SUPERINTENDENT Steven Reed’s management style, while working at London Road station in Glasgow, is believed to have prompted the internal investigation.
Steven Reed only joined force last year
A HIGH-FLYING police chief has been reported to prosecutors following an internal investigation.
Superintendent Steven Reed, 37, was responsible for policing Glasgow’s east end.
But he has been moved to another role at Strathclyde Police HQ while the complaint is investigated.
The force’s professional standards unit are thought to have interviewed up to 40 police staff in connection with the inquiry.
It is understood a complaint about his management style prompted the internal investigation which related to Reed’s time in charge at the London Road station.
A Strathclyde Police spokesman said: “After an internal investigation, a 37-year-old officer has been reported to the procurator fiscal.”
Strathclyde refused to say if Reed had been charged with any criminal offence and declined to explain why the matter had been reported to prosecutors.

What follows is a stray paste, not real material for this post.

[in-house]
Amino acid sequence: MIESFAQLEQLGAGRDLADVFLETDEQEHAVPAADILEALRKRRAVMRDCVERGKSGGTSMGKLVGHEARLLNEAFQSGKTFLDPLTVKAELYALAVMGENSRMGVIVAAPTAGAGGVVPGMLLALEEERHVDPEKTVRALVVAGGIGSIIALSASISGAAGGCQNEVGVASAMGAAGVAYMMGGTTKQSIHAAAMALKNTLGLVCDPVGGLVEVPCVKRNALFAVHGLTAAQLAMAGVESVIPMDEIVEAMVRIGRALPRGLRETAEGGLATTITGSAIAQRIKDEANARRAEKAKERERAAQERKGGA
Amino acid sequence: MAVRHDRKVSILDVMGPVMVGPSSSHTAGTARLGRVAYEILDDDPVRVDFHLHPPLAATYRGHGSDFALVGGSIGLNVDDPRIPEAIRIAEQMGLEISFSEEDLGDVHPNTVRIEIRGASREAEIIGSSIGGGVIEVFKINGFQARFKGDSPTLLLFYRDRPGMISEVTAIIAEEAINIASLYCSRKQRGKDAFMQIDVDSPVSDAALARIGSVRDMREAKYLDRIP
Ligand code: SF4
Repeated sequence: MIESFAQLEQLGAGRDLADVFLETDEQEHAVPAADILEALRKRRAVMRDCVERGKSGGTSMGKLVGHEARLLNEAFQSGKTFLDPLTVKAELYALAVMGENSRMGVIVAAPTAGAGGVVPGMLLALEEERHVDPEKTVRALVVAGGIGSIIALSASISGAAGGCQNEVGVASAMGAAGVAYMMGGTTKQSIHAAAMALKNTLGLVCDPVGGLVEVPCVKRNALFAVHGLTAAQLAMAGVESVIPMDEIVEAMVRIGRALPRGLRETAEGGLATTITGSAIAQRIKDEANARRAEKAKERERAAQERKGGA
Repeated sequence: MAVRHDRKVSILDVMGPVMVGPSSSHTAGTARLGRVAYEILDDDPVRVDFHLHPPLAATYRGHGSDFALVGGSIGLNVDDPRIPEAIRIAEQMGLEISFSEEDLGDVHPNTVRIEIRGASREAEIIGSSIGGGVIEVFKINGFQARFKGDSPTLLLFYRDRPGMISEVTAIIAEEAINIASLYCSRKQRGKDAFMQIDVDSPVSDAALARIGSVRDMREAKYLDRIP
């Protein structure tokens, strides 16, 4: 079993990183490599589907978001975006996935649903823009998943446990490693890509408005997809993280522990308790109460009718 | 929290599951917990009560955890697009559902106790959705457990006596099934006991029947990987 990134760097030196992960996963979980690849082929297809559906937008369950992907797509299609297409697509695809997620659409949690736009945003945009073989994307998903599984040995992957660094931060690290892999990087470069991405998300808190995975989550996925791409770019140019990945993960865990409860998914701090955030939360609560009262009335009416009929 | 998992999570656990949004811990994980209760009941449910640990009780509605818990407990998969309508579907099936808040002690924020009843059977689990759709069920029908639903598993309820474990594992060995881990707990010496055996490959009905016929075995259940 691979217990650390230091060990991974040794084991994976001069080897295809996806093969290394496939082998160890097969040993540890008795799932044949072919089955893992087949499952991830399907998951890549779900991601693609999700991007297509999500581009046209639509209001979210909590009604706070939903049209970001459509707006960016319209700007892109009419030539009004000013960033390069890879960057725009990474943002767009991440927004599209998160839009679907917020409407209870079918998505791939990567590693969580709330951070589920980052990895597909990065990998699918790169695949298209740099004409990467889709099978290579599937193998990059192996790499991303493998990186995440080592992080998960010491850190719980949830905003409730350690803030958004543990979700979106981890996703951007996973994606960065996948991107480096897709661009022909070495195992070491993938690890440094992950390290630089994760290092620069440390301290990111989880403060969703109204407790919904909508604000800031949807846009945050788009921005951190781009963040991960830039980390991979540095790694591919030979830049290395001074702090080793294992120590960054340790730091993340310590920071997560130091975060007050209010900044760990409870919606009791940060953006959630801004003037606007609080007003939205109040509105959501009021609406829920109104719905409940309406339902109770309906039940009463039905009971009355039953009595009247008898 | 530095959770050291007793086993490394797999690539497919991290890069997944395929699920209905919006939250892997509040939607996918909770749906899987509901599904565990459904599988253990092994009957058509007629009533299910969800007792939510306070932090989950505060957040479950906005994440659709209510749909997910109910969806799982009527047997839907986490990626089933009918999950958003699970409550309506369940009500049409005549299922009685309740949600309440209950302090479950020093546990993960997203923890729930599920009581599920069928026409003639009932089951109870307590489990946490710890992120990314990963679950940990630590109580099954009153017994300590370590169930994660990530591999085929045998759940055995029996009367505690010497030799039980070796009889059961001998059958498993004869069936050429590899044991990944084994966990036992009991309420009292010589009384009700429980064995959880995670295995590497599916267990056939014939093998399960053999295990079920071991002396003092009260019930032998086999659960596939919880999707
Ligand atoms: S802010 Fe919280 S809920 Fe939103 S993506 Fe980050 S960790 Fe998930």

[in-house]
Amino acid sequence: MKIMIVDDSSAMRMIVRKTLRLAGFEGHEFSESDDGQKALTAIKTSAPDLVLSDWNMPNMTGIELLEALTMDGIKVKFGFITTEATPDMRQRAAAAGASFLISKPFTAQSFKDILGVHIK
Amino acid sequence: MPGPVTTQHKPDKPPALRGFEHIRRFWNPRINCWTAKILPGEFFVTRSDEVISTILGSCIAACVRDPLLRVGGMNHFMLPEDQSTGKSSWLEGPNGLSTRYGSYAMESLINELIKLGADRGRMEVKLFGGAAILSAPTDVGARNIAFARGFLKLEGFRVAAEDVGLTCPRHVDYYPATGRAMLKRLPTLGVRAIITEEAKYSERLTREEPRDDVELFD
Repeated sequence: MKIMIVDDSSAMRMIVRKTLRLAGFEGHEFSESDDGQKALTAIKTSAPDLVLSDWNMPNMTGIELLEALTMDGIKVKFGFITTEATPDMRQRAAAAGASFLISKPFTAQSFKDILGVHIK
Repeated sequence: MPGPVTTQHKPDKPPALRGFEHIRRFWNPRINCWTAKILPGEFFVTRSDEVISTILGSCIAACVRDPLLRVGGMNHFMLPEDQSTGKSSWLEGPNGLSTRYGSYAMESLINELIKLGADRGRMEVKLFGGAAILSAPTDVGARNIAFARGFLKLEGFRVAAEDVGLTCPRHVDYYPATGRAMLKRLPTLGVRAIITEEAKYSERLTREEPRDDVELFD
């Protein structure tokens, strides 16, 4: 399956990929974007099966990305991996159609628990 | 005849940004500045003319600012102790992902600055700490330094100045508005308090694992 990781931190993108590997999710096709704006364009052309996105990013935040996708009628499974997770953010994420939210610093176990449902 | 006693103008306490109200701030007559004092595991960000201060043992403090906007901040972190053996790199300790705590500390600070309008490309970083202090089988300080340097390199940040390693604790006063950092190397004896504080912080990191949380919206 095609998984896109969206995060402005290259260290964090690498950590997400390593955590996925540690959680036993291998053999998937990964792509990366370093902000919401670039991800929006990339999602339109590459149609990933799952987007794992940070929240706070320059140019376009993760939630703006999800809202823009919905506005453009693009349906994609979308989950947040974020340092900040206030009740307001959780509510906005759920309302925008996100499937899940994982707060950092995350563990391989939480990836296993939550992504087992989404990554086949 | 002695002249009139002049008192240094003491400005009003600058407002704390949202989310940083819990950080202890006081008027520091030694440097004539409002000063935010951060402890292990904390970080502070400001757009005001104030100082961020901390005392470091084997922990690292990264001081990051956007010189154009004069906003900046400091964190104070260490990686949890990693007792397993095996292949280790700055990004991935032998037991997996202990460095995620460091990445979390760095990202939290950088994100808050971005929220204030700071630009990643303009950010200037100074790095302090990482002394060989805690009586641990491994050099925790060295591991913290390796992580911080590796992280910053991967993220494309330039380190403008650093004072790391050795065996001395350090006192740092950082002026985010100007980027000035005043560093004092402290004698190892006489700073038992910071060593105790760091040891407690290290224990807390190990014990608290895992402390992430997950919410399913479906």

If found guilty of a crime, he could be demoted or dismissed.
Reed joined Strathclyde around a year ago from West Midlands Police, where he was a detective chief inspector.
London Road police station in east end
While at West Midlands, he investigated the riots and looting in Birmingham which happened during the summer of 2011.
Reed previously served as a DCI at Lothian and Borders in Edinburgh.
While there, he led the investigation into the 2009 gun murder of labourer Martin Barclay by his girlfriend
Reed has also appeared on Crimewatch a number of times.
In 2009, while with Lothian and Borders, he appealed for witnesses to the unsolved 1983 murder of prostitute Sheila Anderson.
Sheila was murdered at Gypsy Brae in Leith after meeting a client shortly before midnight on April 7, 1983.
She was run over, dragged under the wheels of a car and left for dead.
Reed appeared again on the programme in August 2011, while with West Midlands, to publicise the investigation into the rioting in Birmingham. He was also head of the economic crime unit at West Midlands.
In 2010, he and his team found £1million in cash in a dealer’s attic.
They then successfully applied to the courts to keep the money, which was later used for investigations into drug dealing.
Police chief could face dismissal after internal investigation into management style